Outer-space tacos and burritos, orbiting the earth with NASA astronauts: It’s one of the brief histories you’ll find in Taco USA: How Mexican Food Conquered America, Gustavo Arellano’s new 320-page book about the universality of Mexican food.
“Astronauts could wrap one around anything and make a quick meal. They also weren't as dangerous as bread, whose crumbs crippled air vents and sensitive equipment.”
More than just fascinating food facts for trivia hounds, Arellano--the author of the too-hilarious ¡Ask a Mexican! syndicated column and best-selling book, as well as a child of Mexican immigrants--looks through a food lens to explain the sometimes fractious, sometimes fraternal relations between America and Mexico/Mexican-Americans.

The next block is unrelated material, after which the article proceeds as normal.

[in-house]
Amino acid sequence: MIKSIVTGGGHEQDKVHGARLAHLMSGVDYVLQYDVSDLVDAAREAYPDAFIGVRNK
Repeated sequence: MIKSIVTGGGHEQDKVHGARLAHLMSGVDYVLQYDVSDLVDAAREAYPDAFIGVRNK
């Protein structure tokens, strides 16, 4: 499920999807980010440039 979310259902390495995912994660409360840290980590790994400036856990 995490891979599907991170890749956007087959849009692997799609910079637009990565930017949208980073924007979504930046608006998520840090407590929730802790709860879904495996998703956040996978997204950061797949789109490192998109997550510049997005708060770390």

“As globalization sets in, so does Mexican food,” Arellano writes in the Simon & Schuster book released next week. And “Mexican food is as much of an ambassador for the U.S. as the hot dog, whether or not either country wants to admit it.”
Arellano will sign copies and read from Taco USA at 8 p.m. Wednesday April 11 at Centro Cultural de la Raza in Balboa Park. Stick around and ask him why San Diego wasn’t on his OC Weekly list of “The Five Most Influential Cities in the Development of Mexican Food in the United States.”
Details: Gustavo Arellano will read from and sign Taco USA: How Mexican Food Conquered America at 8 p.m. April 11, Centro Cultural de la Raza, Balboa Park, 2125 Park Blvd., San Diego, (619) 235-6135
Read Keli Dailey's full foodie story and more on utsandiego.com